• 7. M.J. McQuestion, A. Velasquez / Health Policy 77 (2006) 221–232 227 ter measuring individual effects due to household and individualcovariatesXij.β2 measurestheeffectoftime, specified as dummy variables for child i’s birth year Tij. β3 controls for SMI Program participation, indicated by Ii, which is coded one for participants, zero for non- participants. β4 controls for being in a Proyecto 2000 treatment facility area, indicated by Pj, a dummy vari- able coded one for Proyecto 2000 treatment distritos, zero otherwise. We include β5 to capture any cross- level interaction between the two treatments. This term also adjusts for the possibility the insurance program was not uniformly implemented across the Proyecto 2000 areas. β0j is a random facility-level intercept, δ0j and δ01 are parameters, z1j is a dummy variable for facility and kj is a facility-level random effect. If the variance of kj, denoted as σ2 k , is significant, then we know there are unobserved variable effects which might otherwise have biased the fixed effect parameters in a conventional model. To fit the behavioral model we must make several assumptions. We assume that each mother is influenced solely by her own EmOC facility. We further assume that all mothers in the Proyecto 2000 treatment areas were equally exposed to the treatments and that access to the nearest Ministry of Health EmOC facility did not differ between treatment and control areas. This was not the case for the SMI Program, which was not uni- formly implemented and was means-tested. Although we lack any SMI Program data, we assume that all eli- gible households with access did enroll. Because the subsidy was conditioned on use of the nearest Ministry EmOC facility we assume that any SMI Program effect contributed fully to the likelihood of our outcome. We estimate a series of nested multilevel models using Stata’s gllamm program [32]. The program uses a maximum likelihood algorithm with adaptive quadra- ture to model latent variables as random effects. One advantage of gllamm over other multilevel programs is that it generates log-likelihood statistics useful for comparing model fits. All standard errors are estimated using the Huber–White sandwich estimator to adjust for the clustered survey design effect [33]. 4. Results 4.1. Institutional model Our institutional treatment effects are shown in Table 3. The estimates include population-average treatment effects (ATE) produced by radius matching and nearest neighbor matching algorithms. Following Imbens (2003), we also estimate the within-sample ATE. For comparison, we report the slope of a simple OLS model with the treatment dummy the sole regres- sor. The two indicators are measured on different met- rics so their treatment effect estimates are not directly comparable. What we expect are consistent estimates for each indicator. Inferences are based on Wald tests. With the outcome the EmOC capacity score, popula- tion and sample ATE estimates were all significant. With the autoevaluacion factor score as the outcome, Table 3 Facility-level treatment effects estimates, conditioned on propensity scorea, Proyecto 2000 EmOC capacity (n = 52 facilities) Autoevaluation (n = 55 facilities) Coefficient S.D. (Pairs) Coefficient S.D. (Pairs) OLS slope 12.2** 2.8 0.55** 0.28 Radius matching ATTb 11.7** 2.6 (26t,18c) 0.5 0.43 (6t,16c) Nearest neighbor Random draw ATT 12.1** 2.7 (26t,11c) 0.55* 0.32 (26t,11c) Equal weights ATT 12.1** 2.7 (26t,11c) 0.55 0.36 (26t,11c) Sample ATEc 12.8** 2.9 (43t,43c) 0.65** 0.27 (n = 41t,41c) a Propensity score variables: number of ob-gyns, no. maternal deaths 2000, no. caesarian sections 2000, proportion of all cases delivered in facility in 2000. b ATT, average treatment effect on the treated. c ATE, average treatment effect. * Significant at 0.10 < p < 0.05 level. ** Significant at p < 0.05 level.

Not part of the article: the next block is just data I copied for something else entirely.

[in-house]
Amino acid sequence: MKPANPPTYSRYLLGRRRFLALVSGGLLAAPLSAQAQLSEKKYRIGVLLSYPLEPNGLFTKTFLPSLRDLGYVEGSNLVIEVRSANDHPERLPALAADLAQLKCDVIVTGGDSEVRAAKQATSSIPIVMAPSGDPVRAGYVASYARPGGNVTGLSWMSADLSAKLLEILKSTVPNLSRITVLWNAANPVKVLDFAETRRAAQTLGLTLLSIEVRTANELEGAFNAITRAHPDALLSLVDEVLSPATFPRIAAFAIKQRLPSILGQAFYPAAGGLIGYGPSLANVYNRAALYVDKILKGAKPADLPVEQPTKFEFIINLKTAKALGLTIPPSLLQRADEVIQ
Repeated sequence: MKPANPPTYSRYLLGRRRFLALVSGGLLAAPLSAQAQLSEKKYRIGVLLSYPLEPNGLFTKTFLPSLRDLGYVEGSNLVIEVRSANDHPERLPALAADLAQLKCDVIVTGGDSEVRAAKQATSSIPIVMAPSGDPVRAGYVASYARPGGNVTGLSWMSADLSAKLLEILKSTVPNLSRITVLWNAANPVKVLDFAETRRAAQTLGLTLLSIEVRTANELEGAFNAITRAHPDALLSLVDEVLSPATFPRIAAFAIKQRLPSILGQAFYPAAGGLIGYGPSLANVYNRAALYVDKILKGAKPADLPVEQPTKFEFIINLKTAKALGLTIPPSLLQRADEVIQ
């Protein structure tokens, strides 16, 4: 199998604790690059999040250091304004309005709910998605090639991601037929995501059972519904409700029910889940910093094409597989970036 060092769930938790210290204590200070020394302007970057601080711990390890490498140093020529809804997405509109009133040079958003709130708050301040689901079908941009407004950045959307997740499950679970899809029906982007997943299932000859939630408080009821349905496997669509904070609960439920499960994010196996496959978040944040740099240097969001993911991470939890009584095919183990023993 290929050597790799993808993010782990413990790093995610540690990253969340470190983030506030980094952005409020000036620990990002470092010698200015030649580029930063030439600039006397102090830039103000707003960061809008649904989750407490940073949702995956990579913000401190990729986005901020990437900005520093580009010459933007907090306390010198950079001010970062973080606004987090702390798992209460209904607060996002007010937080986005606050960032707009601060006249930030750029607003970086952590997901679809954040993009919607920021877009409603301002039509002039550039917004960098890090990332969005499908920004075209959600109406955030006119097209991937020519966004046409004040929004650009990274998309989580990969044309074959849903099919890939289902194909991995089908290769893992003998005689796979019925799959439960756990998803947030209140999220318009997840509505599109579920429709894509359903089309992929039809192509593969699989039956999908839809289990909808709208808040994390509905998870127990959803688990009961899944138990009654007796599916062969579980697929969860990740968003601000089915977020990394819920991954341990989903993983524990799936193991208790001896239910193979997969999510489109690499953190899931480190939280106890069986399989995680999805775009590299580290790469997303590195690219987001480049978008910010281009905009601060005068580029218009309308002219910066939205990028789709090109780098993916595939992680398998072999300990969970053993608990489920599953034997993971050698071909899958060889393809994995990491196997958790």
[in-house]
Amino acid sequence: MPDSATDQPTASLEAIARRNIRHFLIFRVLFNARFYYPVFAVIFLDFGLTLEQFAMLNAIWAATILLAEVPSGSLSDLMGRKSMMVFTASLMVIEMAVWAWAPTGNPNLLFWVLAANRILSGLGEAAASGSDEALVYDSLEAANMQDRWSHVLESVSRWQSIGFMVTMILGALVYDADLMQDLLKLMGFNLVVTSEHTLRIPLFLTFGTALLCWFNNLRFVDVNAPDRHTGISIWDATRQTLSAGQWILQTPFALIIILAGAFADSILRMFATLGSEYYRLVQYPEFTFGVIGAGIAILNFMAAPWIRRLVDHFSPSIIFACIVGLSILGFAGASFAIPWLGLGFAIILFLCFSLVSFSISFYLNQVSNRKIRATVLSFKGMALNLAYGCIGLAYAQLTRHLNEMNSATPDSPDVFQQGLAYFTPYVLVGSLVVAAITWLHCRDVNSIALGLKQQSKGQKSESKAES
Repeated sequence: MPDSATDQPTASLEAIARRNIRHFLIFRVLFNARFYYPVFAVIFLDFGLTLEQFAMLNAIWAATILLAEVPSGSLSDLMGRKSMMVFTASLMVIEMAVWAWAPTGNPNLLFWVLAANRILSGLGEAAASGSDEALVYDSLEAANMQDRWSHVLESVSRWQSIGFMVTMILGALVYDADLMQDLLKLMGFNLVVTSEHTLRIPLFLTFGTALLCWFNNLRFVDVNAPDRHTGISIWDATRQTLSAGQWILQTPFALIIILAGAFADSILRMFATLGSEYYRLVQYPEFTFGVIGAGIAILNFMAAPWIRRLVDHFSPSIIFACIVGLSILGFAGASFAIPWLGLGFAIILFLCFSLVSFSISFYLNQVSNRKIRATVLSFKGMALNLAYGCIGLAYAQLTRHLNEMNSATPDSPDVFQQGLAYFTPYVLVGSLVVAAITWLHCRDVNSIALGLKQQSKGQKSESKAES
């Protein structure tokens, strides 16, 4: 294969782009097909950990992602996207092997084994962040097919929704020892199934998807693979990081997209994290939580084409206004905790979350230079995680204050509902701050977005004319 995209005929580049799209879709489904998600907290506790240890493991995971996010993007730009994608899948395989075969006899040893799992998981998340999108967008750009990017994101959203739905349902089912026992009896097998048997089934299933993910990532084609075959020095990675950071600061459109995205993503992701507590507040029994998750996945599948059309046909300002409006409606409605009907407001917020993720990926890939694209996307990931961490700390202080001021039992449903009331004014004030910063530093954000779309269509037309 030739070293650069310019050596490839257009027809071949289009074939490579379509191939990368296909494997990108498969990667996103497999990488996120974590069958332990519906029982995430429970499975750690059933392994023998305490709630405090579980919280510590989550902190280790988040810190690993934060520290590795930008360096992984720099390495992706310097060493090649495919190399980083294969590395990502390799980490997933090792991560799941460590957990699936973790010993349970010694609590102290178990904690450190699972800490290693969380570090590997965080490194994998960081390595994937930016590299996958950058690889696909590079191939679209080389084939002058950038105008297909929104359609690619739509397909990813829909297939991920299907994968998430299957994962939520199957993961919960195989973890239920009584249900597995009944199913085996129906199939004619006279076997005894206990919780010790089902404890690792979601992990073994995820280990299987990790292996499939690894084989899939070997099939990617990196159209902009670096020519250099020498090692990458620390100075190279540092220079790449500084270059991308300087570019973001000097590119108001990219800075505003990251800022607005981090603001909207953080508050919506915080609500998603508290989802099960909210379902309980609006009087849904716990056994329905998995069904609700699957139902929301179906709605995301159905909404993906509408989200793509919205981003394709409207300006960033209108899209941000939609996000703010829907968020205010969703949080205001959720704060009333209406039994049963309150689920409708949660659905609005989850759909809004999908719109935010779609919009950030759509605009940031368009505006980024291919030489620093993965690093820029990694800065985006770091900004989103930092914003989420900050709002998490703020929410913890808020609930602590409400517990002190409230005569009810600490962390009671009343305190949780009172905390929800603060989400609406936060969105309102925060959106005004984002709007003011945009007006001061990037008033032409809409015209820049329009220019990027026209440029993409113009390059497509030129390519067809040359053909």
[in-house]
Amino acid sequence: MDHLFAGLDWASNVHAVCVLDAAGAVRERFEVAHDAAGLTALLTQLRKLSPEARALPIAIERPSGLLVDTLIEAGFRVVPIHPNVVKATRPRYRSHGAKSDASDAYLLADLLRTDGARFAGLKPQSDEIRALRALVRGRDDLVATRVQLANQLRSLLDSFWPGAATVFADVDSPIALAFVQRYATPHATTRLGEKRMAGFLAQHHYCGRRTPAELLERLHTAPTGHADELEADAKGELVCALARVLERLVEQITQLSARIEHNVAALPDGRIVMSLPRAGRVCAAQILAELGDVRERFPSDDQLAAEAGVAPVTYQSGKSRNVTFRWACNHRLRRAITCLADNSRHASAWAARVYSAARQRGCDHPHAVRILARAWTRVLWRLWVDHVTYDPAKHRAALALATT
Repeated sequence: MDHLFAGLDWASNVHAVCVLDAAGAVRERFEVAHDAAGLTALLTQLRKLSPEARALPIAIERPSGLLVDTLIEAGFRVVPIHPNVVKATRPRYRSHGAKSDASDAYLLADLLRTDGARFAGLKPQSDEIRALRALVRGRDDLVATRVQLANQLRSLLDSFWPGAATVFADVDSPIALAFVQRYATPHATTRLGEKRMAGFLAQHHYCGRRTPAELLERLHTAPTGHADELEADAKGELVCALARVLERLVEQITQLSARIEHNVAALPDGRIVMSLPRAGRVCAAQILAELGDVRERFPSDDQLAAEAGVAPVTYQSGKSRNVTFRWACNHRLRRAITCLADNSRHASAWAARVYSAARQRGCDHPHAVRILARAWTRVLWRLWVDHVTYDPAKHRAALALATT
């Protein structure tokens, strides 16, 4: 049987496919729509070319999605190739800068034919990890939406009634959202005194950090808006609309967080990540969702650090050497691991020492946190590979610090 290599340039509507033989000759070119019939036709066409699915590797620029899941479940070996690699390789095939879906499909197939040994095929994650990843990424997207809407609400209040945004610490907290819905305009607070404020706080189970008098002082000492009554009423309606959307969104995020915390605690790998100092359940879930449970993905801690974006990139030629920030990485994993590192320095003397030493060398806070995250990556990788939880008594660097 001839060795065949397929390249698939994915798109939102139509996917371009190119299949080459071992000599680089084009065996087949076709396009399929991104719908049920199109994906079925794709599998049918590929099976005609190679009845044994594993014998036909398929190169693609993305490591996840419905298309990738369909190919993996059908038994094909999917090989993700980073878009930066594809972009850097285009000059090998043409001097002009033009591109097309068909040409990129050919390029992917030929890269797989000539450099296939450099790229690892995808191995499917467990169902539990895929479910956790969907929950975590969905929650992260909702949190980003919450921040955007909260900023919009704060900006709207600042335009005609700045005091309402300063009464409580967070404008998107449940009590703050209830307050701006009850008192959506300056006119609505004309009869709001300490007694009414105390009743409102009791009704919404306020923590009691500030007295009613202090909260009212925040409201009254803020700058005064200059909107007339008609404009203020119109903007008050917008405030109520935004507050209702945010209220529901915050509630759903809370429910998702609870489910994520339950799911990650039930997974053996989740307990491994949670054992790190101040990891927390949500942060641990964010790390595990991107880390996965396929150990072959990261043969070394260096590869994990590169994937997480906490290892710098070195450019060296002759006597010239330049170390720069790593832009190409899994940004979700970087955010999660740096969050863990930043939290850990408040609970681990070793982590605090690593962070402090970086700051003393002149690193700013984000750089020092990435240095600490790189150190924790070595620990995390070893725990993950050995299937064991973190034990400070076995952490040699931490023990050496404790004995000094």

• 8. 228 M.J. McQuestion, A. Velasquez / Health Policy 77 (2006) 221–232 we find a significant sample ATE (0.65) but only one populationaveragetreatmenteffect,anditismarginally significant. The EmOC capacity score is apparently a more sensitive quality of care measure. We conclude the estimates are robust and that Proyecto 2000 inputs did improve the quality of care in the EmOC treatment facilities. Our main interest, however, is in measuring any health behavioral impacts and assessing whether they are linked to facility quality of care improvements, to the provision of MCH insurance or a combination of the two. 4.2. Behavioral model Our behavioral model results are shown in Table 4. We show exponentiated slopes (odds ratios) to ease interpretation. In Model 1, the reference household model, covariate effects are signed as expected. The more educated and wealthier the woman, the more likely she delivered in the EmOC facility. Those who do not speak Spanish and have had three or more live births are less likely to choose institutional delivery. The dummy variables for birth years 1999, 2000 and 2001 capture unmeasured variables that are associated with EmOC delivery. Those net effects are positive compared with those in 1997 and 1998, the omitted categories. There is a significant random effect, indi- cating that women’s decisions to deliver in the public EmOC facility are correlated in some catchment areas more than in others due to omitted variables that jointly affect their behaviors. Model 2 results show that living in a Proyecto 2000 area has no significant effect on delivery choice. Model 3, in contrast, shows that the odds of institutional deliv- ery for women covered by the SMI Program were twice the odds for women not covered. Controlling for insur- ance removes upward biases on the highest education and wealth dummies. The difference in log-likelihoods shows that Model 3 is also a significantly better-fitting model than Models 1 or 2. Model 4 includes an inter- action term between the highest wealth quintile and the insurance dummies. These better-off households were ineligible for coverage and the negative interac- tion term captures this fact. Controlling this interac- tion further decreases the direct effects of being in the wealthiest quintile. The most dramatic effect, however, is a seven-fold increase the odds of EmOC delivery for the insured women. This pattern is consistent with the fact only the poorest households were eligible for the SMI Program. In Model 5 we add a cross-level interac- Table 4 Two-level logistic regression delivery models, exponentiated effects, Proyecto 2000 Variablea Coefficient (S.E.) Model 1 Model 2 Model 3 Model 4 Model 5 Non-Spanish speaker 0.38** (0.07) 0.38** (0.07) 0.36** (0.07) 0.36** (0.07) 0.36** (0.07) Some secondary education 2.69** (0.27) 2.69** (0.27) 2.59** (0.26) 2.61** (0.27) 2.61** (0.27) Complete secondary or more 5.63** (0.83) 5.63** (0.83) 4.81** (0.72) 4.75** (0.71) 4.76** (0.71) Three or more live births 0.66** (0.06) 0.66** (0.06) 0.64** (0.06) 0.64** (0.06) 0.64** (0.06) 60–79th wealth quintile 2.23** (0.31) 2.24** (0.31) 2.10** (0.30) 2.13** (0.30) 2.13** (0.30) 80–100th wealth quintile 3.26** (0.61) 3.27** (0.62) 2.86** (0.54) 2.25** (0.46) 2.26** (0.46) Born 1999 1.30** (0.15) 1.30** (0.15) 1.29** (0.15) 1.29** (0.15) 1.29** (0.15) Born 2000 1.75** (0.22) 1.75** (0.22) 1.76** (0.22) 1.76** (0.22) 1.76** (0.22) Born 2001 1.62** (0.20) 1.62** (0.20) 1.64** (0.20) 1.63** (0.20) 1.64** (0.20) Insured 2.02** (0.25) 15.71** (14.52) 14.96** (13.98) Insured 80–100th quintile* 0.34** (0.16) 0.34** (0.16) P2000 treatment area 0.79 (0.25) 0.80 (0.26) P2000 area insured* 1.08 (0.26) Level-two random effect σ2 k 1.06** (0.27) 1.05** (0.26) 1.11** (0.28) 1.00** (0.28) 1.09** (0.24) Log-likelihood −1797.4 −1797.1 −1780.1 −1777.0 −1776.8 n 5190 5190 5190 5190 5190 a Omitted categories: education secondary and beyond, Spanish speaker, one or two live births, lowest three wealth quintiles, born 1998, no insurance. * Significant at 0.10 < p < 0.05 level. ** Significant at p < 0.05 level.